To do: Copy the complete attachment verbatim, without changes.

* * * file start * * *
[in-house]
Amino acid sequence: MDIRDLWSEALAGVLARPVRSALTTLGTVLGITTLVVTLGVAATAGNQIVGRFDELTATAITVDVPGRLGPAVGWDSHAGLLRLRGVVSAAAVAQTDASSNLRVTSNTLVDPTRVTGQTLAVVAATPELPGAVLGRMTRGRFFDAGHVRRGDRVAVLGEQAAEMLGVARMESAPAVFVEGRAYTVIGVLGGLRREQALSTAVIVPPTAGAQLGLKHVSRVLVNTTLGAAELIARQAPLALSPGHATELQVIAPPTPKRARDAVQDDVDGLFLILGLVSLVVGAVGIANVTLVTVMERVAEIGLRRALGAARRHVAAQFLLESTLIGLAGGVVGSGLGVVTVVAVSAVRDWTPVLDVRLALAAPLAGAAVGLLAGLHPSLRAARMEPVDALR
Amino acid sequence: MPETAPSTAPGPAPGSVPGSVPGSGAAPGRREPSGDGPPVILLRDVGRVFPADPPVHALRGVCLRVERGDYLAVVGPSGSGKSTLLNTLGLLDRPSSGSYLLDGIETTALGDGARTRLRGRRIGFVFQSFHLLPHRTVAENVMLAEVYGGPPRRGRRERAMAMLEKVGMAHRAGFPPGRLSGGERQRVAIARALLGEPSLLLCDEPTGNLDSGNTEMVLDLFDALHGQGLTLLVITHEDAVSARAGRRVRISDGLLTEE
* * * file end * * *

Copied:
[in-house]
Amino acid sequence: MDIRDLWSEALAGVLARPVRSALTTLGTVLGITTLVVTLGVAATAGNQIVGRFDELTATAITVDVPGRLGPAVGWDSHAGLLRLRGVVSAAAVAQTDASSNLRVTSNTLVDPTRVTGQTLAVVAATPELPGAVLGRMTRGRFFDAGHVRRGDRVAVLGEQAAEMLGVARMESAPAVFVEGRAYTVIGVLGGLRREQALSTAVIVPPTAGAQLGLKHVSRVLVNTTLGAAELIARQAPLALSPGHATELQVIAPPTPKRARDAVQDDVDGLFLILGLVSLVVGAVGIANVTLVTVMERVAEIGLRRALGAARRHVAAQFLLESTLIGLAGGVVGSGLGVVTVVAVSAVRDWTPVLDVRLALAAPLAGAAVGLLAGLHPSLRAARMEPVDALR
Amino acid sequence: MPETAPSTAPGPAPGSVPGSVPGSGAAPGRREPSGDGPPVILLRDVGRVFPADPPVHALRGVCLRVERGDYLAVVGPSGSGKSTLLNTLGLLDRPSSGSYLLDGIETTALGDGARTRLRGRRIGFVFQSFHLLPHRTVAENVMLAEVYGGPPRRGRRERAMAMLEKVGMAHRAGFPPGRLSGGERQRVAIARALLGEPSLLLCDEPTGNLDSGNTEMVLDLFDALHGQGLTLLVITHEDAVSARAGRRVRISDGLLTEE